Community-driven approaches were very common in the 90s and up to about 2005 or so. These were replaced by top-down approaches from donors and INGO Head Offices. These top-down approaches do not work so it is time to go back to community driven approaches. The Barefoot Guides, CDRA and IDS have lots of valuable resources for those interested in community-driven approaches.

  2. Safa

    One of the ways to overcome and fix the failure of the traditional aid system is to invest in grassroots organizations. It’s time for the global North to understand in order to create the right change in Africa it must come from a bottom-up approach. I think if the global north provided enough funding and the right technology and tools to local communities in any given country they could build programs that are best suited to benefit their local communities. The time has passed to continue operating with the same old mentality of non-governmental organizations, with one size fits all. Programs that may work in one country most likely will not work in another.

  3. G.A.A

    The note in this article on “community-driven change not starting with the premise of replicating/scaling a program or rolling out a pre-packaged model or tool” reminds me of one of my largest grievances with the development sector which I call the tyranny of scale. Despite the widespread acknowledgment that different geographic regions have specific, unique contexts, the solutions that get espoused are being held to an arbitrary rule of whether it is replicable or scalable for “impact”. This rule is used to shut down community driven innovative solutions under the assumption it offer little value since it is not “scalable”. We must question the desire to create blunt, one-size-fits all in an increasingly complex, entangled and re-constitutive world.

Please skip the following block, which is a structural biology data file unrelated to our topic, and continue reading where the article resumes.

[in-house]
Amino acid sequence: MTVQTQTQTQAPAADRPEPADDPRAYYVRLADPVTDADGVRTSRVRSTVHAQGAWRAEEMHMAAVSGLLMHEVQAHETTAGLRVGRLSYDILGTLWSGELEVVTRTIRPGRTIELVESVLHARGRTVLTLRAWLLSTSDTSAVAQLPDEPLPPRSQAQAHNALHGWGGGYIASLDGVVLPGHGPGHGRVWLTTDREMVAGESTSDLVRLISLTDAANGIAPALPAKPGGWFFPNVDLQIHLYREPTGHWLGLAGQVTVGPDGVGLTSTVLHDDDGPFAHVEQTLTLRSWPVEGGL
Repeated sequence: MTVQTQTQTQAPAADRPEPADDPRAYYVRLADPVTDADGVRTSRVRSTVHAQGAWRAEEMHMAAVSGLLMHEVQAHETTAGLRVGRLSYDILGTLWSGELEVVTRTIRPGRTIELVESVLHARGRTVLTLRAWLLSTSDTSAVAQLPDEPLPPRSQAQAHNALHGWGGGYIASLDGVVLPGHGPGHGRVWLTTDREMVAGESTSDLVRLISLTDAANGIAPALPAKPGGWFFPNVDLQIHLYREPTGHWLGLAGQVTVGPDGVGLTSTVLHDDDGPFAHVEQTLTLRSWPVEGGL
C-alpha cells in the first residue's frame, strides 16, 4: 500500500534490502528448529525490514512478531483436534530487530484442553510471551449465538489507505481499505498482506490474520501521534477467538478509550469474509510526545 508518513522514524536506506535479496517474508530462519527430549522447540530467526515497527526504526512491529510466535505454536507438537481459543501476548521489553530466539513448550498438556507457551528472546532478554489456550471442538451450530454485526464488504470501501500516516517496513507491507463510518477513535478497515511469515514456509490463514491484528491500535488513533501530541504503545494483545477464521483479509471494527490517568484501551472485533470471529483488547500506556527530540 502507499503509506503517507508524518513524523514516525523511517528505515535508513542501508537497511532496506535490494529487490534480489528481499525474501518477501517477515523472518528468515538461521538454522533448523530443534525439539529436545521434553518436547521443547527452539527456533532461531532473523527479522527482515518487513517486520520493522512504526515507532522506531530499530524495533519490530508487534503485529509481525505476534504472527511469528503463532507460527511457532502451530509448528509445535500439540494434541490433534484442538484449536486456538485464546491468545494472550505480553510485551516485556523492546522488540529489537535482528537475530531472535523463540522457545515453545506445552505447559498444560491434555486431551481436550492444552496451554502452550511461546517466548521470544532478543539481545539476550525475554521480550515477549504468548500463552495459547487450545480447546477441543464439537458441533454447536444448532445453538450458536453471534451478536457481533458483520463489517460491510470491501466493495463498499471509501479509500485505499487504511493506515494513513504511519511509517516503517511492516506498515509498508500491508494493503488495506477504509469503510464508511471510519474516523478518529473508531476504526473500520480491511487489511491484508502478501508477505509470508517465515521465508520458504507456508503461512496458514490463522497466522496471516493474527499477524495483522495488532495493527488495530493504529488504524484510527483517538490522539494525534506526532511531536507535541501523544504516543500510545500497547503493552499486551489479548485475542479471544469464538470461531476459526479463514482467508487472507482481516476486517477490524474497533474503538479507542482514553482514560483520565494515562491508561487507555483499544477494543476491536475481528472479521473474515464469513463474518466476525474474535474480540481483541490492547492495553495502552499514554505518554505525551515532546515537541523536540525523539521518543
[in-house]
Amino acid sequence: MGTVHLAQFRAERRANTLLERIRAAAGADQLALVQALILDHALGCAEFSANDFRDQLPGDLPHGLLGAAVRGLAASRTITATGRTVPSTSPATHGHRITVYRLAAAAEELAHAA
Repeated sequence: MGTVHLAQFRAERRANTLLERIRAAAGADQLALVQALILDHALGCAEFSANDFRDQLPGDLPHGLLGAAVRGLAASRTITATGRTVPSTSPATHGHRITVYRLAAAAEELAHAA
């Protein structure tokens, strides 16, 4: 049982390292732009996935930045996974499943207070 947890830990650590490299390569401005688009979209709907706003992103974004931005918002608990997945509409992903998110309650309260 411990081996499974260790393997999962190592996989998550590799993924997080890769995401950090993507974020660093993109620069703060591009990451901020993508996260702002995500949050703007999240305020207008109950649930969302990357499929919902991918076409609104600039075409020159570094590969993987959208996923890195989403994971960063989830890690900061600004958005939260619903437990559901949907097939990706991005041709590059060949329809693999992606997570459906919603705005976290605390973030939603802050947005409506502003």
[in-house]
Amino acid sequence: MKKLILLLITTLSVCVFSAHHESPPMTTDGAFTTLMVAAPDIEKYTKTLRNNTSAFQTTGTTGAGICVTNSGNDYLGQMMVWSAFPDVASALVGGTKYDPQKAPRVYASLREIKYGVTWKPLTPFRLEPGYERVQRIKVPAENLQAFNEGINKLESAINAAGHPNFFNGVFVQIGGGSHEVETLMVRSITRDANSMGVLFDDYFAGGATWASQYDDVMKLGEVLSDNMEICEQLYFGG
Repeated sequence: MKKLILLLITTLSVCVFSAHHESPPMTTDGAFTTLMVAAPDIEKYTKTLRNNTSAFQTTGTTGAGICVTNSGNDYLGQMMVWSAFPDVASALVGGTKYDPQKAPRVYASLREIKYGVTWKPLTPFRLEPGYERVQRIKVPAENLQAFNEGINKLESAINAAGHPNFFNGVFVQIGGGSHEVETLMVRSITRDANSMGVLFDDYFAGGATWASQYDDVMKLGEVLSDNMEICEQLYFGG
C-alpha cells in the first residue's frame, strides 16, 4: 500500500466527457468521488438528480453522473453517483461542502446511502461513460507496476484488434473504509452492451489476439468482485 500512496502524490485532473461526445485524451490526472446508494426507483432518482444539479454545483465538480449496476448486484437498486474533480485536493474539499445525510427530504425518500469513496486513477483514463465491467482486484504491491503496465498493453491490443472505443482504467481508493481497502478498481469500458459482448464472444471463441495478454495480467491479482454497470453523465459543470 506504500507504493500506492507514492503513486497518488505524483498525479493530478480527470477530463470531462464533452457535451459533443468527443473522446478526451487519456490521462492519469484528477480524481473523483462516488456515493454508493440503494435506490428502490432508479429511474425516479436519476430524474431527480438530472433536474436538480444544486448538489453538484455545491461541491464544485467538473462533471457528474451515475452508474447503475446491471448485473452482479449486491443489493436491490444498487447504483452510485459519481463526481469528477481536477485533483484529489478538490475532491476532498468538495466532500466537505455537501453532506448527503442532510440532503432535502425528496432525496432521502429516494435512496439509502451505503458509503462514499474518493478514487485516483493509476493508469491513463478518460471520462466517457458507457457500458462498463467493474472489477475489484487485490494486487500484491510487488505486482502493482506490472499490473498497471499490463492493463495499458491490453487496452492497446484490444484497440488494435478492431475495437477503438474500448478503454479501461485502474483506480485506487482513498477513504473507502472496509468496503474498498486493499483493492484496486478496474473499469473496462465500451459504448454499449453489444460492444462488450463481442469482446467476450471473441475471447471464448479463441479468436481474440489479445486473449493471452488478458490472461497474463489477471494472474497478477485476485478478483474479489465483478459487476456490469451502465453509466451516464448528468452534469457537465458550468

4. Valeria Chupina

    The top-down approach was due to the development practice origin, from Marshal Plan to modernisation theory etc. Since then, metrics and impact evaluation methods were always convenient for imposing on communities – and subsequent reporting. However, community-driven approach is more natural, with evolutionary logic to grow bottom-up, sustainably and resiliently. But if each project is individual, usual evaluation patterns won’t fit. Possibly what delays donors to embrace community-driven, is the fear that they will have to develop impact metrics separately for each project. Your Firelight guidelines is a huge help to make a difference for them.